Hand, Judith L. 2003. Women, Power, and the Biology of Peace. San Diego, CA: Questpath Publishing. This evolutionary biologist proposed that women have been selected to prefer social stability far more strongly than men, and as a consequence, women are the natural allies of nonviolent methods of conflict resolution rather than fighting. Their participation in leadership is essential to ending war and perhaps even more critically, to maintaining that state once achieved. See also her project, www.AFutureWithoutWar.org.
Wilson, Marie. 2004. Closing the Leadership Gap: Why Women Can and Must Help Run the World. NY: Viking. An advocate of women's issues for more than 30 years, Marie C. Wilson is founder and President of The White House Project and co-creator of Take Our Daughters and Sons to Work Day. In 1998, Wilson founded The White House Project in recognition of the need to build a truly representative democracy - one where women lead alongside men in all spheres. See: www.thewhitehouseproject.org.
Mortenson, Greg & Relin, David O. 2006. Three Cups of Tea. One Man's Mission to Promote Peace...One School at a Time. NY: Viking Press. Mortenson's adventures among remote Afghan villagers led him to conclude that the most direct and powerful means to transform a village or a town in ways that would avoid fighting and war was to educate the girls. He has gone on to build schools with a focus on education for girls. See the website of the Central Asia Institute: www.ikat.org.
Myers, Dee Dee. 2008. Why Women Should Rule the World. NY: Harper Collins. Former White House press secretary Dee Dee Myers argues, and provides insider and often humorous illustrations showing, that if women governed, politics would be more collegial, businesses would be more productive, and communities would be healthier. Empowering women would make the world a better place-not because women are the same as men, but precisely because they are women. For an AFWW review of Myers's book and how it relates to war, see: http://afww.org/WhyWomen.html.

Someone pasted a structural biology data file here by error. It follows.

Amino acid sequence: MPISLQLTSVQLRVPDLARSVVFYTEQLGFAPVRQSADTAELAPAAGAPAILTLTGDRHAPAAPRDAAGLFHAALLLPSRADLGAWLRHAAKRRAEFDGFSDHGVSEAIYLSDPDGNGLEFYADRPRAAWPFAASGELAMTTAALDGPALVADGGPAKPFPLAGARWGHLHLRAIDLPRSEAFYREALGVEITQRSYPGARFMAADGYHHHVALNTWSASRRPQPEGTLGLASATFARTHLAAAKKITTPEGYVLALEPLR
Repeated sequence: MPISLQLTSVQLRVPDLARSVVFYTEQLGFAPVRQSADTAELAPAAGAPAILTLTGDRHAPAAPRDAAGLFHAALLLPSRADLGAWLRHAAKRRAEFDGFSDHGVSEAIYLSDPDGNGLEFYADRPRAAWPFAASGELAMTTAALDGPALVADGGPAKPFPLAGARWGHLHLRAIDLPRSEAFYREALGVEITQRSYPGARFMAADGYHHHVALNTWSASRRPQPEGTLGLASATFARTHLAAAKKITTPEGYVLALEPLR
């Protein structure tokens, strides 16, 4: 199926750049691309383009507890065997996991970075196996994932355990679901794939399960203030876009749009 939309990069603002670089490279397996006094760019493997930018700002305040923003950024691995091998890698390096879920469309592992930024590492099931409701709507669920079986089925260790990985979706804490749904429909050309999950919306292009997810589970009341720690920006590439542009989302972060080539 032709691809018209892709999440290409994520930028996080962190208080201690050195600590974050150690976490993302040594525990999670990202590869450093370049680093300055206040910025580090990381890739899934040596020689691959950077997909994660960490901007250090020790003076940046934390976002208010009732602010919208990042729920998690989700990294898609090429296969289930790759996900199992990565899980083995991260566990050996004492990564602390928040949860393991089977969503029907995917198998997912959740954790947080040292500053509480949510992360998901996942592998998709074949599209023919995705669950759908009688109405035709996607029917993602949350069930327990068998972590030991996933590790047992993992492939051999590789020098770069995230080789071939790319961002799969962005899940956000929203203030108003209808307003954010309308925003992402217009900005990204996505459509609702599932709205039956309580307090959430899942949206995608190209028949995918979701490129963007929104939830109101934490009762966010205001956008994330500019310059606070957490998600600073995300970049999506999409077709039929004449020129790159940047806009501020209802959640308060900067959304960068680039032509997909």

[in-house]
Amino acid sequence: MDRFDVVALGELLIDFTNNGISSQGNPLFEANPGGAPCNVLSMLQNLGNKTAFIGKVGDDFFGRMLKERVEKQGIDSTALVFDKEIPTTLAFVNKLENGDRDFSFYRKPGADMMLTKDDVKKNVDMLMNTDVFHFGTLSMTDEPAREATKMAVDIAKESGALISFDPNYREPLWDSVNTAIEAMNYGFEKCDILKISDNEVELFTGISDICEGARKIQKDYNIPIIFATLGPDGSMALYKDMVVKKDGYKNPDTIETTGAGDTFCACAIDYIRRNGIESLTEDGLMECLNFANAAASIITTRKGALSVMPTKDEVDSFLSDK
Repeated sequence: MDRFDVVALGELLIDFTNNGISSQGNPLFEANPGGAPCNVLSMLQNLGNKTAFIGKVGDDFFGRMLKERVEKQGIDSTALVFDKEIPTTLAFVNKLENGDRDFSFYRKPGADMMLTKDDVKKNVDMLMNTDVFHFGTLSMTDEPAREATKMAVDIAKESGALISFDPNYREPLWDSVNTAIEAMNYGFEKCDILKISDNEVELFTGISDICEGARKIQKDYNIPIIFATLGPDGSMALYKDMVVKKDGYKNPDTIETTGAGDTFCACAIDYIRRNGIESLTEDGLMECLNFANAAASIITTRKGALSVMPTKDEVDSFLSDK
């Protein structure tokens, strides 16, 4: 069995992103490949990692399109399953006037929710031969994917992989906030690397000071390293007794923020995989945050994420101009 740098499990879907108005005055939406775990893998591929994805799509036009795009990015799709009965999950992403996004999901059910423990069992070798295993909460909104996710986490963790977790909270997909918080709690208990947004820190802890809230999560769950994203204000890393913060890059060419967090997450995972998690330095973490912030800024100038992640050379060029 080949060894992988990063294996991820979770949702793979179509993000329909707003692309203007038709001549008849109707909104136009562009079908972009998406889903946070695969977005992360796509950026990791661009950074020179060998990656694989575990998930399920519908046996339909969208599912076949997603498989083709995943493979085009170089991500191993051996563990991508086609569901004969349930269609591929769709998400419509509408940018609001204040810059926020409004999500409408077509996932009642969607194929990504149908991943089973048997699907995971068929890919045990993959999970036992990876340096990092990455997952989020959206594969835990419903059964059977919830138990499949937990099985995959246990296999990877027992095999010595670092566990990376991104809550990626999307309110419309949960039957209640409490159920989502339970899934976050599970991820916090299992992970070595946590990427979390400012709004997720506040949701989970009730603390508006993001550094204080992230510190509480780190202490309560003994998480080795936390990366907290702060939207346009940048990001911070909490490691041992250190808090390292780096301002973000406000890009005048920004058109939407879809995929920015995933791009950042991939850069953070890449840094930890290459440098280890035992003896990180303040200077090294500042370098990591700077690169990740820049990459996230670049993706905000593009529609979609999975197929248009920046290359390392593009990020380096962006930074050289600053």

Kristoff, Nicholas & WuDunn, Sheryl. 2009. Half the Sky. Turning Oppression Into Opportunity for Women Worldwide. NY: Knopf. New York Times reporters Kristoff and WuDunn have traveled the world and detected a clear pattern: when women are empowered with a little bit of money or opportunity, they change not only their family's fortune, but that of their community. For Kristoff and WuDunn, women are not the world's problem when it comes to poverty, they are the solution, and their book provides compelling argument and examples to make their case. See also their N.Y. Times Magazine Article "Saving the World's Women".
In the extremely short time span covered by just this tiny selection of six books, from 1999 to 2009, there has been an enormous revolution in the way women and women's issues are perceived throughout the world. There are hundreds more books and essays and projects and studies pointing to the same inescapable fact: to leave girls uneducated and women out of the mainstream of our social, economic, and political affairs is a tremendous mistake that needs to be corrected ASAP.
"There is no development strategy more beneficial to society as a whole - women and men alike - than the one which involves women as central players ."
- Kofi Annan
Two Good Movies
Iron Jawed Angels
starring Hillary Swank: dramatizes how suffragists changed the U.S. Constitution to give women the vote.
Pray the Devil Back to Hell
starring the women of Liberia: shows real women demanding and getting peace. Use this link to see a blog post. See also this AFWW blog post. If we want a model and example of how women can mobilize and persist over a long period, we need look no further than the suffragists. If we want a model for how women supported by men can bring an end to war, we need to study "Pray the Devil Back to Hell."